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Pocket Guide to Due Process in Public Employment

By Emi Uyehara
Updated by Margot Rosenberg and Kate Hallward
4th edition, 2016

$27 each

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The right to procedural due process is one of the most significant constitutional guarantees provided to citizens in general and to public employees in particular. Its entitlement has been created by statute, charter, ordinance, and other local laws or enactments. This pocket guide provides an overview of due process in public sector employment to assist employees and their employers in understanding their respective rights and obligations.

The guide explains who is protected, what actions are covered, what process is due, remedies for violations, and more. A section focuses on the due process rights afforded to several specific types of employees: state civil service, public officers, police officers, school district employees, and community college district employees. The Pocket Guide also includes a discussion of Skelly and other key cases on due process and the liberty interest.

The Due Process Guide includes:

  • The most recent court decisions and relevant discussion of due process in the collective bargaining context
  • The types of actions subject to due process protections, and those not covered
  • The the process and procedures associated with investigations, pre-deprivation and post-deprivation stages
  • Available remedies for pre- and post- deprivation violations
  • Discussion of the Lybarger/Spielbauer admonition in the investigative stage, application of due process in the lay off context, and exhaustion of administrative processes requirement.

Author Emi Uyehara, now retired, was a partner in the San Francisco law firm of Liebert Cassidy Whitmore. Margot Rosenberg and Kate Hallward are partners in the law firm of Leonard Carder.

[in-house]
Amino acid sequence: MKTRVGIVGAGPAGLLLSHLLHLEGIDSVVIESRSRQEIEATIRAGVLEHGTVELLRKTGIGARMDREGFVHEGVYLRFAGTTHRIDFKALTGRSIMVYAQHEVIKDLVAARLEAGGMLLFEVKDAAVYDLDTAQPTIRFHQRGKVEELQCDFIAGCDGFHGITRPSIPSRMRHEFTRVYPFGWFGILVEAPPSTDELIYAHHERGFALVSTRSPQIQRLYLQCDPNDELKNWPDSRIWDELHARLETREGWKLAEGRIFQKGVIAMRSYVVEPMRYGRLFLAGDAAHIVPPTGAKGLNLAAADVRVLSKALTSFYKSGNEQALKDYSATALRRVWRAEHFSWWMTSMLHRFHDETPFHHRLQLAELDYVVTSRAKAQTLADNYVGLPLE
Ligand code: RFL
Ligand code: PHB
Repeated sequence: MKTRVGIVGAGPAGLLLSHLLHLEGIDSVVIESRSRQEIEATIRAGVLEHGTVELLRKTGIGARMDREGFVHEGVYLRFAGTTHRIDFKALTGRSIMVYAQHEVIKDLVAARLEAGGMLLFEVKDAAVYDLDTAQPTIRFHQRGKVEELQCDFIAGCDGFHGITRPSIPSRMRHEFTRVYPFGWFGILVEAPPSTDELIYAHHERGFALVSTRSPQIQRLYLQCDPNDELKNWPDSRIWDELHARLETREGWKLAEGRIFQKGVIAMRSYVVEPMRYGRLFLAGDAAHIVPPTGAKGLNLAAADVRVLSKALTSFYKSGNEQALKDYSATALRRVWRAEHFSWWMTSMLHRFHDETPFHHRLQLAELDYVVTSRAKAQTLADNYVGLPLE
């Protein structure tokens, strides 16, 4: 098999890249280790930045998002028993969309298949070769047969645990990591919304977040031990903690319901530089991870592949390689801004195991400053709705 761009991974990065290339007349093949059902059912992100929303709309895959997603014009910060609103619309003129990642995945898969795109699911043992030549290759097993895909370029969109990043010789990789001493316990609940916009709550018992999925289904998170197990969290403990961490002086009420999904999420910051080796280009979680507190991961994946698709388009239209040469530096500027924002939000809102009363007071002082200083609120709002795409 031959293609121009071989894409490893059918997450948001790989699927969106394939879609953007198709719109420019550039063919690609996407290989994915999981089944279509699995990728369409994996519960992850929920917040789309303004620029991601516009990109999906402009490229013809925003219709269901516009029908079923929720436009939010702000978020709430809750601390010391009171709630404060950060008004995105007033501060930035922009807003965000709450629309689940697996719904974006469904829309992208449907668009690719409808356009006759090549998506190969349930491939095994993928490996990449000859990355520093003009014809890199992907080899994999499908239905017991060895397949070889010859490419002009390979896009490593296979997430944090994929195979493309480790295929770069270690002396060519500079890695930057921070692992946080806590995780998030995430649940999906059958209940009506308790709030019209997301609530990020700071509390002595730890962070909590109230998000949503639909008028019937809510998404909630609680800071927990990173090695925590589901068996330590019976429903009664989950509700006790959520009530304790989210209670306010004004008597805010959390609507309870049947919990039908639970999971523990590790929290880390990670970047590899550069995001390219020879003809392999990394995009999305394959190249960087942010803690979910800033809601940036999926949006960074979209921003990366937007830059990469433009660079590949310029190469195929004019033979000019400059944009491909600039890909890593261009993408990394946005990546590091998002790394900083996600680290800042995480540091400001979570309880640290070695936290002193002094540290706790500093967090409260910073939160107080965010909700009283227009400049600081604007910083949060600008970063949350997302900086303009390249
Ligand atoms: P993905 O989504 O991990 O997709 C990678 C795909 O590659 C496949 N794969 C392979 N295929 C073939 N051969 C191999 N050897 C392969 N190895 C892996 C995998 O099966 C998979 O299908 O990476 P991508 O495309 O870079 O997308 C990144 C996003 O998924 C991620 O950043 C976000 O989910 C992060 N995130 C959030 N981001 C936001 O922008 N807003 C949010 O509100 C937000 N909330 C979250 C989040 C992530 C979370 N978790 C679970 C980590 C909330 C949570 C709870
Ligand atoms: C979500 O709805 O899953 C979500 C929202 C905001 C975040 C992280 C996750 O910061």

I. What is Due Process?1
    A. Introduction 1
    B. Sources of the Right: The U.S. and California Constitutions 2
    C. What Is a Property Interest? 3
    D. Which Employees Have a Property Interest in Continued Employment? 5
    E. Which Employees Do Not Have a Property Interest in Continued Employment? 5
        1. At-Will Employees 5
        2. Probationary Employees 6
        3. Temporary and Substitute Employees 7
    F. What Actions Are Covered? 7
        1. Dismissal 7
        2. Constructive discharge 8
        3. Forced Retirement 8
        4. Suspension Without Pay 8
        5. Involuntary Leave of Absence 9
        6. Demotion Resulting in Pay Reduction 10
        7. Job Abandonment 10
        8. Layoff 12
        9. Exception for Extraordinary Circumstance Requiring Immediate Removal 13
    G. What Actions Are Not Covered? 14
        1. Reprimand 14
        2. Transfer, Reassignment or Removal From Administrative Post 15
        3. Denial of Tenure 17
        4. Loss of Hours of Work 17
        5. Negative Evaluation 17
        6. Placement on Reemployment List 18
    H. What Process is Due? 18
        1. Disciplinary Investigations 18
        2. Pre-Deprivation Due Process Rights 20
            a. Notice of the proposed action 21
            b. Opportunity to respond prior to removal from paid status 22
            c. Remedies for violation of pre-deprivation due process 25
        3. Post-Deprivation Due Process Rights 26
            a. Post-deprivation hearing regarding propriety of short-term suspension 26
            b. Evidentiary hearing regarding significant deprivations of due process 27
            c. Remedies for violations of post-deprivation due process rights 30
    I. Public Employees and the Liberty Interest 32
        1. Elements of the Liberty Interest 33
            a. Stigmatizing charge 34
            b. Denial of the charge 35
            c. Public disclosure of the charge 35
        2. What Process Is Due? 36
            a. The hearing must be held before termination 36
            b. The hearing procedures 37
        3. Availability of Damages 37
        4. Other Sources of Rights for Deprivation Hearings 38
        5. Summary 39
II. Due Process Rights of Specific Types of Employees 40
    A. Public Officers 40
    B. State Civil Service 40
        1. Non-Managerial Employees 40
        2. Managerial Employees 41
    C. Trial Court Employees 41
    D. Police Officers and Firefighters 43
    E. School District Employees 45
        1. Certificated Employees 45
            a. Permanent employees 45
            b. Probationary employees 50
            c. Temporary Employees 51
            d. Other non-regular Employees 52
        2. Classified Employees 53
            a. Non-merit districs 53
            b. Merit districts 54
    F. Community College District Employees 55
        1. Academic Employees 55
            a. Contract employyes 56
            b. Temporary employees 57
        2. Classified Employees 60
            a. Non-merit districs 60
            b. Merit districts 61
    G. Home Care Workers 62
III. Key Cases Regarding Procedural Due Process 65
    A. Pre-Deprivation Procedures 65
    B. Post-Deprivation Procedures 69
    C. Liberty Interest and Procedural Protections 70
    D. Remedies 72
IV. Glossary 68
V. Index of Cases 77
VI. Index of Terms 85